Peace Corps: What are your favorite things about Senegal?
Clintandra: I like that Senegalese people appreciate ambiguity, differences, and diversity. A lot of African countries’ mottoes are about hospitality. It was definitely something I felt in Senegal.
Peace Corps: What was your biggest success?
Clintandra: The relationships I developed during my service and still have today. There's no greater joy than knowing my friendships are a two-way street. I appreciate how genuine these relationships feel and that we have nurtured them, post Peace Corps.
Peace Corps: How did you feel about your counterpart(s)?
Clintandra: My counterpart was my host mom, and I love her. Her name is Marie, but in Serere culture, if you’re of a certain age, you get the love of adding “Ma” to the beginning of your name. Because she is an elder in the community, she’s MaMarie.
MaMarie was the president of the women's groups, so she was the one securing funding, making sure production was up and the marketing was ready if we needed to participate in a trade, art, or tourism show. MaMarie and I developed a rapport where we could separate home life from business life.
Peace Corps: How did all of your numerous identities shape your Peace Corps experience?
Clintandra: I always say to anyone interested in the Peace Corps, you have to see where your network is before joining. My network was a bit apprehensive. They didn’t know about Peace Corps, so I had to educate them. But that's also kind of the point of Peace Corps. I found myself engaged in Third Goal activities before even leaving the United States.
I was a bit of a rebel in that I took my host family’s last name, but kept my first name during service. One of the staff members, a good friend, said, “You know, I just didn't think you would make it. I thought that the name thing was the nail in the coffin.” I was like, I was an applicant for seven years. I have researched Peace Corps. I talked to [many] ambassadors and Volunteers and I talked to Senegalese people. I am doing the Peace Corps, whether it kills me or not! And I think that's what helped me stay when the going got tough — which it inevitably always does. Knowing for myself what I was getting into, knowing it was going to be difficult at times.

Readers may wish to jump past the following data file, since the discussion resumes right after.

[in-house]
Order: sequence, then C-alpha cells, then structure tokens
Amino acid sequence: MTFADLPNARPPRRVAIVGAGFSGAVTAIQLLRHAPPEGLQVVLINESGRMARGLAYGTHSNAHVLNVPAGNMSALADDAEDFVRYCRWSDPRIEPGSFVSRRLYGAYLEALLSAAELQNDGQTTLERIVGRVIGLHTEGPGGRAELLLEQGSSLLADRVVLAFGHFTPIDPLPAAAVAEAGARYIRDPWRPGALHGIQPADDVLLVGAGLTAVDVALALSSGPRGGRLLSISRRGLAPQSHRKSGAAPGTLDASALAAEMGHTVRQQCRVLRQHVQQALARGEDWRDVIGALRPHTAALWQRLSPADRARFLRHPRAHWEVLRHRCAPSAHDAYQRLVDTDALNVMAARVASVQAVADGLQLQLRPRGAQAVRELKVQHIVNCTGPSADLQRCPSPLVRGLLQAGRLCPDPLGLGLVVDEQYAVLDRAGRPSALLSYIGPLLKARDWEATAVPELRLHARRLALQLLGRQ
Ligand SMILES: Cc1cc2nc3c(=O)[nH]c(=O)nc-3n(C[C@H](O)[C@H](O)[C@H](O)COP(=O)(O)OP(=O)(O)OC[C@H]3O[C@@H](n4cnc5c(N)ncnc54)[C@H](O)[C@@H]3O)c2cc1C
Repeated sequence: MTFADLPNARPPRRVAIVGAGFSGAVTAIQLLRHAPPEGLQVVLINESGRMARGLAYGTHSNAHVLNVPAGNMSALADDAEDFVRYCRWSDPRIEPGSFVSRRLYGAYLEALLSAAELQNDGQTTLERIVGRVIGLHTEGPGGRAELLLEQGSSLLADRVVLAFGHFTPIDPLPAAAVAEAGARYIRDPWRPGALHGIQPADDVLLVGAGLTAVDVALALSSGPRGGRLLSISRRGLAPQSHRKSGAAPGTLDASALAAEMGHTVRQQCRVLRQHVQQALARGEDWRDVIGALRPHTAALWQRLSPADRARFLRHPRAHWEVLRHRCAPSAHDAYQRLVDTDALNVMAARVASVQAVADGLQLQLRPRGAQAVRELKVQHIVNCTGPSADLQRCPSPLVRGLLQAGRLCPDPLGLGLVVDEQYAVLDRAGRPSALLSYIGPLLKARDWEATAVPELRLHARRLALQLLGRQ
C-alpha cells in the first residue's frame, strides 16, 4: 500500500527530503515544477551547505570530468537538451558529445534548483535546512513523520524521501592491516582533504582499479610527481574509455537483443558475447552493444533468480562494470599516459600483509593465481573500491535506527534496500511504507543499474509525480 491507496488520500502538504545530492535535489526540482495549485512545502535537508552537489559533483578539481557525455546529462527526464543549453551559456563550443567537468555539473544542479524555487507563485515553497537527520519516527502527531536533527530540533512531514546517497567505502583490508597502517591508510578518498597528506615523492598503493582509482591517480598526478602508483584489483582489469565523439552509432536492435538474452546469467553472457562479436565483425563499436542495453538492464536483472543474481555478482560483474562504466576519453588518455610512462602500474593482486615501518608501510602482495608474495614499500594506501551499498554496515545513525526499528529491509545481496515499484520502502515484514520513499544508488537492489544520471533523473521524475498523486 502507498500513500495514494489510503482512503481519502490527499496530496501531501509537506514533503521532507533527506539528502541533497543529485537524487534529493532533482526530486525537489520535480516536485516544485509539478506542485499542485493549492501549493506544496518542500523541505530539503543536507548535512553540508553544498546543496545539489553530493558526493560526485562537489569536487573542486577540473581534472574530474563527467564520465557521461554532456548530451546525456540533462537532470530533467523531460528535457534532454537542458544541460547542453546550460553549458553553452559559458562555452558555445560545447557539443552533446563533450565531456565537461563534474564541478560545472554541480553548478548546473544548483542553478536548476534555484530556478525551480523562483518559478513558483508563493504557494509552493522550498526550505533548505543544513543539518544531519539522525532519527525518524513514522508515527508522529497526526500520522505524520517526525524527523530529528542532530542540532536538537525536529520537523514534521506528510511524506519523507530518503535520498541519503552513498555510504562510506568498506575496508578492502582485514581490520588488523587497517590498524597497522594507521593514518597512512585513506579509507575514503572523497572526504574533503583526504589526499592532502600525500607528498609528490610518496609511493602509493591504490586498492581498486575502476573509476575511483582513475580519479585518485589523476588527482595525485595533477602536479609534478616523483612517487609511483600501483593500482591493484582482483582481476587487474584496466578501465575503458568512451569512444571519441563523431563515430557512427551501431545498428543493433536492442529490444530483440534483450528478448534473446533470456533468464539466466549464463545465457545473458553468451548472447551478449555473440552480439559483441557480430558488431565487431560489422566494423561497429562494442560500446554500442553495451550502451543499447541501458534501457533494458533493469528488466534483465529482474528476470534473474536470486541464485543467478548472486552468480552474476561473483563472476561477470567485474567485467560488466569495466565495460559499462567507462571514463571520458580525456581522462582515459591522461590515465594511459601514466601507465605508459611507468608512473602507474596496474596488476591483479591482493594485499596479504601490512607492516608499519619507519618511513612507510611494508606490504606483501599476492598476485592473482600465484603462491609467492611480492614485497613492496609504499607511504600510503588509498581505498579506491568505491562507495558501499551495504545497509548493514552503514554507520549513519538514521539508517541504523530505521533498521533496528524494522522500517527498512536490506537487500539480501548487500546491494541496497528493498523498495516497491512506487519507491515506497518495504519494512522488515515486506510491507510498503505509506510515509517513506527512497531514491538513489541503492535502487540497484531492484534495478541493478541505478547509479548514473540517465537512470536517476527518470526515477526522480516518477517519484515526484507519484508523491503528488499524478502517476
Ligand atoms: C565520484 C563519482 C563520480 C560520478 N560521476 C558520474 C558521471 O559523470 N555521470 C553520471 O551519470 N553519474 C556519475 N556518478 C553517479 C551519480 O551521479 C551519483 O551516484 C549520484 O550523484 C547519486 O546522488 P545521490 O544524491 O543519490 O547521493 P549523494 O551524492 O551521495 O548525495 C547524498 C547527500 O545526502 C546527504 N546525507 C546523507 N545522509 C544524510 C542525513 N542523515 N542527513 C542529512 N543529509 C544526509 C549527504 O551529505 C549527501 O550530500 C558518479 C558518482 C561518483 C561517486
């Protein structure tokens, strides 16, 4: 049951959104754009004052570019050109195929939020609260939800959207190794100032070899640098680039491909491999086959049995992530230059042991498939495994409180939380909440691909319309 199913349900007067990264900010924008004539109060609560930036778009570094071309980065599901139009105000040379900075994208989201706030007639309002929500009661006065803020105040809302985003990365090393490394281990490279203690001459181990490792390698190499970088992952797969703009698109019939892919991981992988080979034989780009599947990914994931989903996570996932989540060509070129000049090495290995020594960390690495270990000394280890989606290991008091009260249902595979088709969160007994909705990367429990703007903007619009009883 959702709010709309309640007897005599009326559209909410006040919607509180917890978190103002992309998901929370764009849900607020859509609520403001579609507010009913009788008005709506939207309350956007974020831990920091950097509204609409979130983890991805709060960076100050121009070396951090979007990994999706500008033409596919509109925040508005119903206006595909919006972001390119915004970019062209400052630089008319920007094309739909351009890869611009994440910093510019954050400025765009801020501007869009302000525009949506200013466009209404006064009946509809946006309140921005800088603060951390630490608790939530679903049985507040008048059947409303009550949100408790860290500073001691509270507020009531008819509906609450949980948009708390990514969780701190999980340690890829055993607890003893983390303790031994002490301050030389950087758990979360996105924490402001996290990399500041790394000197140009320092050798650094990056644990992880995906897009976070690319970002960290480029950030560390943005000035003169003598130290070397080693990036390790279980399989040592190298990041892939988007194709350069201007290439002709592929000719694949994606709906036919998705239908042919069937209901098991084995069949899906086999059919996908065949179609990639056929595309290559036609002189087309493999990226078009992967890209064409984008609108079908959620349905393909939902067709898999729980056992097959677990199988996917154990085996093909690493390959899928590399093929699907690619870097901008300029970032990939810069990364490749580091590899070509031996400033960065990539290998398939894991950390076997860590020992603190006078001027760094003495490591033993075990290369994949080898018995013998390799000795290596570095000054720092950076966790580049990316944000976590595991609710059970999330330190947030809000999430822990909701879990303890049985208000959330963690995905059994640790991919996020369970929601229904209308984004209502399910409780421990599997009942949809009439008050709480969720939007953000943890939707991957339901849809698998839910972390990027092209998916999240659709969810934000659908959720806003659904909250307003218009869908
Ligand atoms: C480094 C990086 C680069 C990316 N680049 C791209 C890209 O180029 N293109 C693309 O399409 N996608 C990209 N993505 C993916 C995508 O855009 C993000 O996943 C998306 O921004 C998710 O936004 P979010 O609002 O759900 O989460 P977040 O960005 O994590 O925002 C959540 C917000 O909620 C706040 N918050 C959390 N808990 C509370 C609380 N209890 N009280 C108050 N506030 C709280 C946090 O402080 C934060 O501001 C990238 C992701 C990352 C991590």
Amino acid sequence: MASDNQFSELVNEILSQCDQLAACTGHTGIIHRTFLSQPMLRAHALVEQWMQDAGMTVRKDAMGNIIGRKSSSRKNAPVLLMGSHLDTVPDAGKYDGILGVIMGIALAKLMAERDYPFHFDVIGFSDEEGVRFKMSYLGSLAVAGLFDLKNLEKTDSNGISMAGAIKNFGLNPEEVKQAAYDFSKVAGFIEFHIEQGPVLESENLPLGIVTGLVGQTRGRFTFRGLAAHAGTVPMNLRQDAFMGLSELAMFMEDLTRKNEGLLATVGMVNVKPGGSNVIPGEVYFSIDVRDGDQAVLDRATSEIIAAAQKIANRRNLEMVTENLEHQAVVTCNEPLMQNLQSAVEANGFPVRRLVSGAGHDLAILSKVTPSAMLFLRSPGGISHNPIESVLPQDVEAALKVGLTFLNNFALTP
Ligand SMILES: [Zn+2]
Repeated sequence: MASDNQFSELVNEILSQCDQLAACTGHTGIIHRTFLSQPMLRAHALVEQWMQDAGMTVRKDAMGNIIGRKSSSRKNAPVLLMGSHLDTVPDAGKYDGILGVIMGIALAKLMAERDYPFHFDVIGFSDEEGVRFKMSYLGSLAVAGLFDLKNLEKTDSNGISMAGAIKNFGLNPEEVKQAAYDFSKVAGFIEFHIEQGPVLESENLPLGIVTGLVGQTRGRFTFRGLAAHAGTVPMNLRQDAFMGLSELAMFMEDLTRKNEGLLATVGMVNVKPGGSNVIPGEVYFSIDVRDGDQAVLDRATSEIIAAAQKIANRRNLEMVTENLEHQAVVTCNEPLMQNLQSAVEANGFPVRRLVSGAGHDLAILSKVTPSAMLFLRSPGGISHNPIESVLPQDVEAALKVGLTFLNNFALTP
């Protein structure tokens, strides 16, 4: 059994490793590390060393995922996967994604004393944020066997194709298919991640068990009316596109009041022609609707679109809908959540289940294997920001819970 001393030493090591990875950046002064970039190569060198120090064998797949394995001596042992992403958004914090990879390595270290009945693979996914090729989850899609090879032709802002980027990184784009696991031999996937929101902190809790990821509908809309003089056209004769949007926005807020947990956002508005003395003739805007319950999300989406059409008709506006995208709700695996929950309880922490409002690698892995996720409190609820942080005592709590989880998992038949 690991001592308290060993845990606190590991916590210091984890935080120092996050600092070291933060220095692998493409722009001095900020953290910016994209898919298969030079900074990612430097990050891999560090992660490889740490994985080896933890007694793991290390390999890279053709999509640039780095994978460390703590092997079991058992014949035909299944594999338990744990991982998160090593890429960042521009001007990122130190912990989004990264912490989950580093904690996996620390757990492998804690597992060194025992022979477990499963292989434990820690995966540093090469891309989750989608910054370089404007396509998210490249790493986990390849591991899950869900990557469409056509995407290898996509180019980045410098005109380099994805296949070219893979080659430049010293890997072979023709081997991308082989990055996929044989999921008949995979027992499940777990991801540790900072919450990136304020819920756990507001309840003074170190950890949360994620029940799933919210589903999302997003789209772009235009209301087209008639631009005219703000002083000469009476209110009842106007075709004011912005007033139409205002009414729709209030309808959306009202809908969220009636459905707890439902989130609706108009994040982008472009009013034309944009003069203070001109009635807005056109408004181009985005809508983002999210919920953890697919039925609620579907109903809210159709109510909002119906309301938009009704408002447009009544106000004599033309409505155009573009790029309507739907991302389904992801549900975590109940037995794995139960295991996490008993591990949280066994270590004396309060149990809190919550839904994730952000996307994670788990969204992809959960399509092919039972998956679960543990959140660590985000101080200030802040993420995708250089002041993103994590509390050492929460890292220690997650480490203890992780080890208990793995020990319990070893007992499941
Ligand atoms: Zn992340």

Many of the Black Peace Corps Volunteers that I have met post-service are brilliant, colorful, lovely, curious, intellectual people. They have curiosity about themselves and their communities, but they also have the Black experience in an international context. They just bring a special sauce to the Peace Corps. Usually, if you're a Black Volunteer, at some point in your life, you have been the only Black kid in a class or the only Black kid on a team. That's a bit of a superpower in the Peace Corps and I imagine that many minorities—whether sexual, religious, ethnic, etc., have that same superpower. You know how to navigate feeling different from a self-care standpoint which is so important.
Peace Corps: Who impacted your service positively?
Clintandra: Definitely my host family. Even the kids! It was just a really warm, wonderful experience. I had to prove myself in the beginning; it wasn’t “Kum Bah Yah” right away. But they were just fantastic.
Also, my family at home was really helpful even though they were hesitant at first about me serving in the Peace Corps. By the end, everyone was jubilant. My parents came and visited me in Senegal and they loved it. By the time they got home, they were trying to use Serere phrases around the house, which was hilarious because they kept getting it totally wrong.
Peace Corps: How has your service changed you?
Clintandra: How hasn’t it? (laughs)
I think I'm more patient with myself. I know my strengths and weaknesses even better.
Perhaps most strongly, I'm a better voter. I better understand the policies and the impact the United States has abroad. When I see something on the ballot now, I think about what it says about America to the world. How it will impact the world, whether it's to do with trade, LGBTQ rights, etc. It will impact people in small communities where you don't know their names, you don't know their religion or the languages they speak, but it impacts them.
It’s funny, a lot of Volunteers say that when they first learn their country of service, they have to Google it to find where it is on a map. There are so many Senegalese people who can tell you American history, culture, songs, our states. It blew me away.
But to that same point, there was also a lack of knowledge. For instance, sometimes I had to explain in great detail who Martin Luther King, Jr. was, why he was important, how he died, and why there's a holiday for him. That was eye-opening. It’s reflective of the U.S. brand. In this period of racial awareness, it's very important that the United States gets it right because the world is watching, not just for how the U.S. interacts with the rest of the world, but how it interacts with its own people.
Peace Corps: Has the Peace Corps benefited you professionally?